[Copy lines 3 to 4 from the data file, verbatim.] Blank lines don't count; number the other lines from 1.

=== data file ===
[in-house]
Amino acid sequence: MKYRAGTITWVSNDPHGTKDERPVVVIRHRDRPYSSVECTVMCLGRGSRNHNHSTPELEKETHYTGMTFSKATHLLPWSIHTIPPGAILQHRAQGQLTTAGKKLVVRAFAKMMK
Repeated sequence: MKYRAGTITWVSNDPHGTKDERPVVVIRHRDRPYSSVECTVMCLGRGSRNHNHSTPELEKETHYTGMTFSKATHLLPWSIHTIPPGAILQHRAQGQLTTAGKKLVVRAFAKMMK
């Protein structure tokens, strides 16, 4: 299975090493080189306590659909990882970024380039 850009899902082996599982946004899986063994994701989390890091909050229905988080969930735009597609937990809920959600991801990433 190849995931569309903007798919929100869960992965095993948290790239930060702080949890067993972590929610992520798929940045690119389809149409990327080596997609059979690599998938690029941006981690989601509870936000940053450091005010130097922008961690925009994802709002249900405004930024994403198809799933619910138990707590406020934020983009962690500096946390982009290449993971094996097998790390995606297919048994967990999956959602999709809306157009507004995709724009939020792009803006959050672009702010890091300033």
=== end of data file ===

Repeated sequence: MKYRAGTITWVSNDPHGTKDERPVVVIRHRDRPYSSVECTVMCLGRGSRNHNHSTPELEKETHYTGMTFSKATHLLPWSIHTIPPGAILQHRAQGQLTTAGKKLVVRAFAKMMK
């Protein structure tokens, strides 16, 4: 299975090493080189306590659909990882970024380039 850009899902082996599982946004899986063994994701989390890091909050229905988080969930735009597609937990809920959600991801990433 190849995931569309903007798919929100869960992965095993948290790239930060702080949890067993972590929610992520798929940045690119389809149409990327080596997609059979690599998938690029941006981690989601509870936000940053450091005010130097922008961690925009994802709002249900405004930024994403198809799933619910138990707590406020934020983009962690500096946390982009290449993971094996097998790390995606297919048994967990999956959602999709809306157009507004995709724009939020792009803006959050672009702010890091300033």